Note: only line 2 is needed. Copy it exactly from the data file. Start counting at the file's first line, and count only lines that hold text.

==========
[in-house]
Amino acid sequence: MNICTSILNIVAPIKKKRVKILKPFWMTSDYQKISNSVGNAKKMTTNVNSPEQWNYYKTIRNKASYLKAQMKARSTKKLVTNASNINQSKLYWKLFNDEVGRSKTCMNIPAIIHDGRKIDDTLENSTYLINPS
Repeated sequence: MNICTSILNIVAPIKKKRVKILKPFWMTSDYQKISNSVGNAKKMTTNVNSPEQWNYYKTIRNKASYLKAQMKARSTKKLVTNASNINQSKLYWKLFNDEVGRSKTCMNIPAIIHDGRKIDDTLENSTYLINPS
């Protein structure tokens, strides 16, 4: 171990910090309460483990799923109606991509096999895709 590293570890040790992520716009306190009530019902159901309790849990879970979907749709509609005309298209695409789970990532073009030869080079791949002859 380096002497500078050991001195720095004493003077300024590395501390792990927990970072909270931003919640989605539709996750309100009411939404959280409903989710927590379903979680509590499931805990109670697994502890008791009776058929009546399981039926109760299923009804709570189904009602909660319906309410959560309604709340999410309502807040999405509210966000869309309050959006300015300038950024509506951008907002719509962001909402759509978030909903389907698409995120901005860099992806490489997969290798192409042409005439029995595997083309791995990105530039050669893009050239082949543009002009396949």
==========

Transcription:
Amino acid sequence: MNICTSILNIVAPIKKKRVKILKPFWMTSDYQKISNSVGNAKKMTTNVNSPEQWNYYKTIRNKASYLKAQMKARSTKKLVTNASNINQSKLYWKLFNDEVGRSKTCMNIPAIIHDGRKIDDTLENSTYLINPS